a rancher's daughter who falls in love with a young Indian named Coyote and ends up helping him defend his land against her father and the rest of the town. They had filmed Coyote on an Indian reservation in New Mexico. Weetzie grew her hair out, and she wore Levi's and snaky cowboy boots and turquoise. Dirt and Duck played her angry brothers...
It is no surprise that the film makes some money for them. In the story--as in real life--white people defending and rescuing Indians from whites is a sure-fire hit.

Weetzie, as the chapter title tells us, wants a baby. My Secret Agent Lover Man isn't at all interested in having a baby. He thinks the world is too messed up to bring a child into. While he's away for a few weeks, Weetzie, Dirk, and Duck decide they want a baby together. They climb into bed together and Weetzie ends up pregnant. My Secret Agent Lover Man returns, isn't happy with her decision to get pregnant, and leaves. When the baby is born, Weetzie, Dirt, and Duck decide to name the baby "Cherokee." There's no explanation for why they choose Cherokee. All we know is that they considered these names: Sweet, Fifi, Duckling, Hamachi, Teddi, and, Lambie.

At the end of the chapter, My Secret Agent Lover Man comes back. He gazes at Cherokee and asks who her father is. Weetzie says that she's got high cheekbones like Dirk, and blonde hair like Duck, but that her eyes and lips are like his.

Ah, yes. high cheekbones like Dirk. Remember---he's the guy with the Mohawk.

The last line in the chapter is:
Cherokee looked like a three-dad baby, like a peach, like a tiny moccasin, like a girl love-warrior who would grow up to wear feathers and run swift and silent through the L.A. canyons.
What does a tiny moccasin look like when you're talking about a baby?! I know the book was/is much loved but--the stereotypical othering aside--the style doesn't work for me.

In the chapter, "Chapter: Shangri-L.A.," My Secret Agent Lover Man is making another movie. This one is called Shangri-L.A. Weetzie stars in it. She wears strapless dresses and rhinestones. And,
She made fringed baby clothes and feathered headdresses for Cherokee...
Sheesh! Now there's headdresses for this baby girl?!

They can't figure out an ending for the movie, so My Secret Agent Lover Man suggests Weetzie visit her dad in New York to see if he has any ideas. While there, he takes them shopping and buys Cherokee a Pink Panther doll at F.A.O. Schwarz.

If you're buying a doll at F.A.O. Schwarz---well, if you're even INSIDE that store, you're of a certain income level. Even though Weetzie's source of money is never mentioned, the things they do suggests there's plenty of it.

While in NY, Weetzie thinks her dad isn't well. Soon after Weetzie goes back to L.A., he dies, and Weetzie struggles with her grief:
Grief is not something you know if you grow up wearing feathers with a Charlie Chaplin boyfriend, a love-child papoose, a witch baby, a Dirk and a Duck, a Slinkster Dog, and a movie to dance in.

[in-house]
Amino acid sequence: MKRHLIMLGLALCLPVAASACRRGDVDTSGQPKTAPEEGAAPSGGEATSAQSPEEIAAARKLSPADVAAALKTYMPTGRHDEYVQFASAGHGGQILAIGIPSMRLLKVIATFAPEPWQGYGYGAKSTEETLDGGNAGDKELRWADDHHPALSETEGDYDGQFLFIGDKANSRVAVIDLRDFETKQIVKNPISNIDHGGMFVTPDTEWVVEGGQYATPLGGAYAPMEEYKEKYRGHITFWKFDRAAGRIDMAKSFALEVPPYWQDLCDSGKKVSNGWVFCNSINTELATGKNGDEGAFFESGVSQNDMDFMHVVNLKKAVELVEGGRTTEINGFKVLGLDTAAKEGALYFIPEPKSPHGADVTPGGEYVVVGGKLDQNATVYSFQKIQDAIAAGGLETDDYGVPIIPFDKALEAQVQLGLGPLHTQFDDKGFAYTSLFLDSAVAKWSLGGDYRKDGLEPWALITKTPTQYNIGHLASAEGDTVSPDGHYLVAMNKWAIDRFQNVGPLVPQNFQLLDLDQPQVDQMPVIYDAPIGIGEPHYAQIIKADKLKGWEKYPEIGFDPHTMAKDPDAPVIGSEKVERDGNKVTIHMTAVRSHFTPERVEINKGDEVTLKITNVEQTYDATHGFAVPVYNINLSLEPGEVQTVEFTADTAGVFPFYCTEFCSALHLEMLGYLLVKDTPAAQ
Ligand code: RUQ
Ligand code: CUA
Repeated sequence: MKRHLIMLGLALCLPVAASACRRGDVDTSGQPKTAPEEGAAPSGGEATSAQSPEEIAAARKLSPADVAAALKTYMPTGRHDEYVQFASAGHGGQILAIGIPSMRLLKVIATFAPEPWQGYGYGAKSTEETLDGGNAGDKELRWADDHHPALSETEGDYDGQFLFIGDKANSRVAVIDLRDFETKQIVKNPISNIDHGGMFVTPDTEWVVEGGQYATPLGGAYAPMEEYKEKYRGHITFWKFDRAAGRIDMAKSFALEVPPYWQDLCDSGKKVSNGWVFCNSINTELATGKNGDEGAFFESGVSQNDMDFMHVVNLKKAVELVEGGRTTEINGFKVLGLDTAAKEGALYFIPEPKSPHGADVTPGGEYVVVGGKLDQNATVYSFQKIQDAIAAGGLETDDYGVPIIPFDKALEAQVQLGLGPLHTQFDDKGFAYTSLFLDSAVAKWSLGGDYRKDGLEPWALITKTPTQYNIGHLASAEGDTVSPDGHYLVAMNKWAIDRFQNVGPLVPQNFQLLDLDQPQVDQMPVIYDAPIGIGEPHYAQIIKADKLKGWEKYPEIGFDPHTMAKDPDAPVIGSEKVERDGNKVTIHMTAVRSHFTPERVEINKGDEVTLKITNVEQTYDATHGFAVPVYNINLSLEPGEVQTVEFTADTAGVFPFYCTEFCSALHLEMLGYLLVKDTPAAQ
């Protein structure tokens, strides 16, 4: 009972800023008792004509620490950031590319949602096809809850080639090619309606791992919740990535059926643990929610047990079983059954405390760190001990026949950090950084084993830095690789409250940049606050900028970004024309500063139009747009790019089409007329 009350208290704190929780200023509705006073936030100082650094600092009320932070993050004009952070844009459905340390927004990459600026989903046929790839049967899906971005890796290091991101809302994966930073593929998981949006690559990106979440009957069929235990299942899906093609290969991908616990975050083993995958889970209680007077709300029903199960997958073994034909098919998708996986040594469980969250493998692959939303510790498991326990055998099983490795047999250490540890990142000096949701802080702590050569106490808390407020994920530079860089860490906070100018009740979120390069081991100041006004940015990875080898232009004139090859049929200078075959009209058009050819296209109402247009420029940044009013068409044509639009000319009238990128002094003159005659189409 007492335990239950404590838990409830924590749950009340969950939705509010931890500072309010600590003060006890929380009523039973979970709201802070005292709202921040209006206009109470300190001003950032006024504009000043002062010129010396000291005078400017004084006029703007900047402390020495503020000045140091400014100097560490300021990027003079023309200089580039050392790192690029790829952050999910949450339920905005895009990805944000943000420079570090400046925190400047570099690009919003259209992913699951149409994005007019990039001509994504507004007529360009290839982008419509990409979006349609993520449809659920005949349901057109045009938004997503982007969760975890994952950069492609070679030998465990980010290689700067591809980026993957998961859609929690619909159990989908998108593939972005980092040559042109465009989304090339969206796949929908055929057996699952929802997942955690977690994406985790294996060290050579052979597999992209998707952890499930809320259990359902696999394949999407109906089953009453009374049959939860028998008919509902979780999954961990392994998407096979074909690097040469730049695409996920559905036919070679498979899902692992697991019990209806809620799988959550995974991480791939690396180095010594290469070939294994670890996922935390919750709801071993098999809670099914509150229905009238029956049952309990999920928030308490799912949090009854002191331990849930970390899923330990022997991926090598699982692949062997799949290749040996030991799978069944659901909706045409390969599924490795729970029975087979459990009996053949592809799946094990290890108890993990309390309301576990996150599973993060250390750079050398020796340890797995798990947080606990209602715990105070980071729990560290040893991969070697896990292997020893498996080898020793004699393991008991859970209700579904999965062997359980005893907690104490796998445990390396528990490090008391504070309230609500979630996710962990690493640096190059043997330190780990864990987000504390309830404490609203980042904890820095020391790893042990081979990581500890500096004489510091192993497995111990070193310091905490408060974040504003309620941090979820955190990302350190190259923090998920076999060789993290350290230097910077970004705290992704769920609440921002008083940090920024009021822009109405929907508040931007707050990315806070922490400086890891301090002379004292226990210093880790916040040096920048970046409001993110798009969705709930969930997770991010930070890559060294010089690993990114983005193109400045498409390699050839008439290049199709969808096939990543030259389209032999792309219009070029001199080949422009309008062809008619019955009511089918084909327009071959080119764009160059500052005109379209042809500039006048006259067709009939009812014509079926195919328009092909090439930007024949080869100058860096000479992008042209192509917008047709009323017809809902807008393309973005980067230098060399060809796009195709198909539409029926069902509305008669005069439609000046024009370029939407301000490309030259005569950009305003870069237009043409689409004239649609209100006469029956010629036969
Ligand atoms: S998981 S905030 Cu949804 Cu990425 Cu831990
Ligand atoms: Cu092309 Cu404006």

Wearing feathers. That's what Weetzie does. Nowhere do we get any sense that she (or Block) know much about the many distinctions amongst Native peoples. With the use of "papoose" we see more of that ignorance. Papoose is the word for baby in ONE language. It is not THE Indian word for papoose. With over 500 federally recognized Native Nations, there are hundreds of languages, too. The Cherokee word for baby, by the way, is not papoose.

Cat Yampbell, in "Judging a Book by Its Cover: Publishing Trends in Young Adult Literature" (The Lion and the Unicorn, 29(3) says:
The text of Weetzie Bat celebrates those who are torn from society, individuals who find each other and find happiness outside of the box that society defines as the norm.
Michael Cart, in "What a Wonderful World: Notes on the Evolution of GLBTQ Literature for Young Adults" (The ALAN Review, 31(2)), calls it a classic of gay fiction, and says:
its largehearted embrace of every aspect of the workings of the human heart, it demonstrates, with art and innovation, that love is love, regardless of what society chooses to label it.
Though I've not done an exhaustive look, I'm unable (thus far) to find any critical essays in which the stereotyping of American Indians is discussed. The book is much celebrated for its affirmation of people who are "outside the box" and/or gay, but I wouldn't hand it to a Native child who was outside the norm or gay. I can't elevate one part of who they are and slam another part of their identity at the same time.

Granted, some Native readers would breeze past it and shrug it off, but not all would do that, and I wonder, too, about the readers (like Yampbell? Cart?) who didn't comment on the stereotyping. Did they not see it because it reflects their "knowledge" of American Indians? Or, did they deem that content insignificant? And what does it mean to decide that one culture is insignificant?

Thinking about those questions is ironic, given what Weetzie said at the top of the story. "I'm into Indians. They were here first and we treated them like shit." Does Block realize that she's doing the same thing?

Honoring or being "into" anyone in a superficial way is, in my view, treating them like shit because it is lazy. It allows a feel-good moment to stand in for real learning, real understanding, and meaningful action that would make the world we all live in, a better world.